HE said she was “the most brilliant woman in Scottish politics”. She said he was “remarkable and outstanding”. But there has been a lot of blood under the bridge since that extraordinary rally in Glasgow’s Hydro two months after the 2014 referendum. That Salmond/Sturgeon mutual admiration society is well dead.

What else could not be reprised as the First Minister addressed her troops virtually was the electric atmosphere of that Hydro gig – the closing stage of her nationwide tour.

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Leaders’ speeches are generally thought to be addressing two audiences with different agendas; the one in the hall and the wider public outside. These virtual days, everyone is outside, and the FM had to find a way of introducing a note, if not of intimacy, then at least chummy camaraderie.

Nicola Sturgeon is no amateur at dramatics; she’s well aware of which buttons her troops most wanted pressed.

The National:

The pledges around another referendum were saved till the end of a speech which didn’t shy from taking assorted pops at the Westminster government or the Prime Minister, of whom she admitted she was not the greatest fan.

Two things would have jumped out at those with antennae acutely tuned into this issue; her repeated contention that nothing could happen whilst Covid still ran rampant through the population and the NHS – by the end of 2023 promise for indyref2 would be contingent on that – and the use of the word “legal” before referendum.

Clearly she believes nothing less than the much quoted “gold standard” variety would cut the necessary ice in Europe.

Whilst she was repeatedly at pains to emphasise that the choice of Scotland’s future should never be down to a party with half a dozen Westminster seats in Scotland, and spoke of her hopes for co-operation rather than confrontation, there is an obvious question mark over who decides on the legality of a new poll.

Is it a reserved matter as the PM and his troops repeatedly assert, or are the people of Scotland sovereign as has also been conceded? If and when the referendum bill becomes law in Holyrood will London too plump for co-operation or test the proposition in the Supreme Court?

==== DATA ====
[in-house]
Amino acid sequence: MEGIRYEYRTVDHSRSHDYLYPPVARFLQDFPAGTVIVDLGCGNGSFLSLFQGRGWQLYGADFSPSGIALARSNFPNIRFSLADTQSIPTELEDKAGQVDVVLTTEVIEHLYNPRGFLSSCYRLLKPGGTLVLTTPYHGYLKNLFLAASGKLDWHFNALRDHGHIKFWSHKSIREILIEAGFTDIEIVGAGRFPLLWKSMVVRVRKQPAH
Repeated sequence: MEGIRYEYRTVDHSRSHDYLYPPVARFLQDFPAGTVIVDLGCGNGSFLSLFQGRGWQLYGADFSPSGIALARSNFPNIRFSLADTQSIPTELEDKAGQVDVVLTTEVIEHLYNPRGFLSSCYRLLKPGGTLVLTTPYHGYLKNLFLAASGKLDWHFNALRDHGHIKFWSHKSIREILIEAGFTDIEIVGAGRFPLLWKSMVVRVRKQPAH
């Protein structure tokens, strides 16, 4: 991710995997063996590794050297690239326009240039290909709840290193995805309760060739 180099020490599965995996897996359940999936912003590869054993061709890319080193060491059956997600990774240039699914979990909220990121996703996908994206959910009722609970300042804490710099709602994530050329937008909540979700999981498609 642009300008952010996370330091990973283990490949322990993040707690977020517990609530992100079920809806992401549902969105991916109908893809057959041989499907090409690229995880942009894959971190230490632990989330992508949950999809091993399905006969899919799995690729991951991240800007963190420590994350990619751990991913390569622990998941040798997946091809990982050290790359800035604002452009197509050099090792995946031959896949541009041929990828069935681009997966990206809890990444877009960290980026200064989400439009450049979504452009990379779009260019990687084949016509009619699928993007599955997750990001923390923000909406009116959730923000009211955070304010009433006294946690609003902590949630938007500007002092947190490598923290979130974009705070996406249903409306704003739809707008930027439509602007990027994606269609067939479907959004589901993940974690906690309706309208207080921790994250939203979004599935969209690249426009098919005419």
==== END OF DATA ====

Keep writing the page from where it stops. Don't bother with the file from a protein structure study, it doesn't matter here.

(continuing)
Much of the rest of her speech served to underscore just how divergent the paths have become between the aspirations of the governments in Edinburgh and London.

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The stark contrast in the attitudes to migration. The desire to rejoin the massive European market given the disastrous impact of Brexit on everything from the Scottish food and drink industries to its universities. A market “seven times the size of the UK one.” The dangers of upcoming trade deals to Scotland’s health service.

Pursuing the hardest of Brexits mid-pandemic was “an unnecessary and unforgiveable act”

Scotland, she said, faced the double whammy of a London government whose actions would make Scotland poorer, and which would then tell us we were too poor to cope with independence.

“They want us to believe we are powerless in the face of the disastrous decisions they have taken for us.”

And having cut off our trade with Europe, they would argue that we were too dependant on England.

The National:

She contrasted, too, the markedly different approaches to transforming social care – a hike in the National Insurance payments which would hit the poorest and youngest from Westminster, and a commitment to a decently paid new Social Care service in Scotland.

And while her government was committed to doubling child benefits, Johnson’s was cutting £20 from Universal credit, “literally taking food out of children’s mouths.” His Cabinet either didn’t understand the devastating impact or didn’t care.

It must be difficult getting the adrenaline flowing speaking from your living room rather than a podium facing thousands of the faithful. How it played in Downing Street we, and she, will shortly find out.